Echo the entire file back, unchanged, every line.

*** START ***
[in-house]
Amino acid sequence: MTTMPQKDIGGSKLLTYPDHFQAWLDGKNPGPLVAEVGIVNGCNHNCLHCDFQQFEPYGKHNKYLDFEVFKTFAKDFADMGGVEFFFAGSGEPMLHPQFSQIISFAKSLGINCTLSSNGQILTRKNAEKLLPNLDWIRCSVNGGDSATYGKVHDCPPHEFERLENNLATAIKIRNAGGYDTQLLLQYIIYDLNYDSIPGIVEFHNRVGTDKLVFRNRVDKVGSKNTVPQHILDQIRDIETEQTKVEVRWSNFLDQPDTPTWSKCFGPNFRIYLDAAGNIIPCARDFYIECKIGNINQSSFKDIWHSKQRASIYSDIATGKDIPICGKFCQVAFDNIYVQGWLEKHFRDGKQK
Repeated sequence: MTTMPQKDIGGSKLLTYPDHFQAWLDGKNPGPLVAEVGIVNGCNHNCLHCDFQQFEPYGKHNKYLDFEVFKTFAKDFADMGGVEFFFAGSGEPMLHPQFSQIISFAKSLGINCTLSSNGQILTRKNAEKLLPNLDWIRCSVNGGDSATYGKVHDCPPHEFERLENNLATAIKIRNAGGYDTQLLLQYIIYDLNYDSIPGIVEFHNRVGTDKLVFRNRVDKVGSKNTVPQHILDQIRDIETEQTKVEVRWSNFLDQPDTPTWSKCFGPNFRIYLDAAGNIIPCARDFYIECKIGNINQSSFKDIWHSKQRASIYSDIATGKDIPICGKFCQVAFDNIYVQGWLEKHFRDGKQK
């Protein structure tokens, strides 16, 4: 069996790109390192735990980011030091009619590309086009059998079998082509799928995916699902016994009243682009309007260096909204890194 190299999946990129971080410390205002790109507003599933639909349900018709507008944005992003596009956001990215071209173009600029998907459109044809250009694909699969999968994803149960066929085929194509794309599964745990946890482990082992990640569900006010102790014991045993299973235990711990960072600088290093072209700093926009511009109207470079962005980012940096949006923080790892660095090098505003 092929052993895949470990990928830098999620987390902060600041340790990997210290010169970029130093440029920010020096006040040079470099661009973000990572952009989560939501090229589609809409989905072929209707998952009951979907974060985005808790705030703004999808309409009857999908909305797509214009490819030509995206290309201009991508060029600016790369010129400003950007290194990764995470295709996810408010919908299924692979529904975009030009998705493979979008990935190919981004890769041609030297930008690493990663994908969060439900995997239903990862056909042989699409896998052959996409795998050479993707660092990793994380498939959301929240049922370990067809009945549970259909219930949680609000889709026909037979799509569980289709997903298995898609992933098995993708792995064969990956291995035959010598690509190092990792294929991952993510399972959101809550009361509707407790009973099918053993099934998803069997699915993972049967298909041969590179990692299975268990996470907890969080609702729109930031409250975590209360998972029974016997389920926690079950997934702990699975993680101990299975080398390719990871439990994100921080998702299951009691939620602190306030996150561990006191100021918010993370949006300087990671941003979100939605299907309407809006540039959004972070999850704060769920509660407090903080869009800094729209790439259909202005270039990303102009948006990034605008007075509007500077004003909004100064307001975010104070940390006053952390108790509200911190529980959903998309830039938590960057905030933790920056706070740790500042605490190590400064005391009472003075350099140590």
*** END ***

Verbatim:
[in-house]
Amino acid sequence: MTTMPQKDIGGSKLLTYPDHFQAWLDGKNPGPLVAEVGIVNGCNHNCLHCDFQQFEPYGKHNKYLDFEVFKTFAKDFADMGGVEFFFAGSGEPMLHPQFSQIISFAKSLGINCTLSSNGQILTRKNAEKLLPNLDWIRCSVNGGDSATYGKVHDCPPHEFERLENNLATAIKIRNAGGYDTQLLLQYIIYDLNYDSIPGIVEFHNRVGTDKLVFRNRVDKVGSKNTVPQHILDQIRDIETEQTKVEVRWSNFLDQPDTPTWSKCFGPNFRIYLDAAGNIIPCARDFYIECKIGNINQSSFKDIWHSKQRASIYSDIATGKDIPICGKFCQVAFDNIYVQGWLEKHFRDGKQK
Repeated sequence: MTTMPQKDIGGSKLLTYPDHFQAWLDGKNPGPLVAEVGIVNGCNHNCLHCDFQQFEPYGKHNKYLDFEVFKTFAKDFADMGGVEFFFAGSGEPMLHPQFSQIISFAKSLGINCTLSSNGQILTRKNAEKLLPNLDWIRCSVNGGDSATYGKVHDCPPHEFERLENNLATAIKIRNAGGYDTQLLLQYIIYDLNYDSIPGIVEFHNRVGTDKLVFRNRVDKVGSKNTVPQHILDQIRDIETEQTKVEVRWSNFLDQPDTPTWSKCFGPNFRIYLDAAGNIIPCARDFYIECKIGNINQSSFKDIWHSKQRASIYSDIATGKDIPICGKFCQVAFDNIYVQGWLEKHFRDGKQK
């Protein structure tokens, strides 16, 4: 069996790109390192735990980011030091009619590309086009059998079998082509799928995916699902016994009243682009309007260096909204890194 190299999946990129971080410390205002790109507003599933639909349900018709507008944005992003596009956001990215071209173009600029998907459109044809250009694909699969999968994803149960066929085929194509794309599964745990946890482990082992990640569900006010102790014991045993299973235990711990960072600088290093072209700093926009511009109207470079962005980012940096949006923080790892660095090098505003 092929052993895949470990990928830098999620987390902060600041340790990997210290010169970029130093440029920010020096006040040079470099661009973000990572952009989560939501090229589609809409989905072929209707998952009951979907974060985005808790705030703004999808309409009857999908909305797509214009490819030509995206290309201009991508060029600016790369010129400003950007290194990764995470295709996810408010919908299924692979529904975009030009998705493979979008990935190919981004890769041609030297930008690493990663994908969060439900995997239903990862056909042989699409896998052959996409795998050479993707660092990793994380498939959301929240049922370990067809009945549970259909219930949680609000889709026909037979799509569980289709997903298995898609992933098995993708792995064969990956291995035959010598690509190092990792294929991952993510399972959101809550009361509707407790009973099918053993099934998803069997699915993972049967298909041969590179990692299975268990996470907890969080609702729109930031409250975590209360998972029974016997389920926690079950997934702990699975993680101990299975080398390719990871439990994100921080998702299951009691939620602190306030996150561990006191100021918010993370949006300087990671941003979100939605299907309407809006540039959004972070999850704060769920509660407090903080869009800094729209790439259909202005270039990303102009948006990034605008007075509007500077004003909004100064307001975010104070940390006053952390108790509200911190529980959903998309830039938590960057905030933790920056706070740790500042605490190590400064005391009472003075350099140590």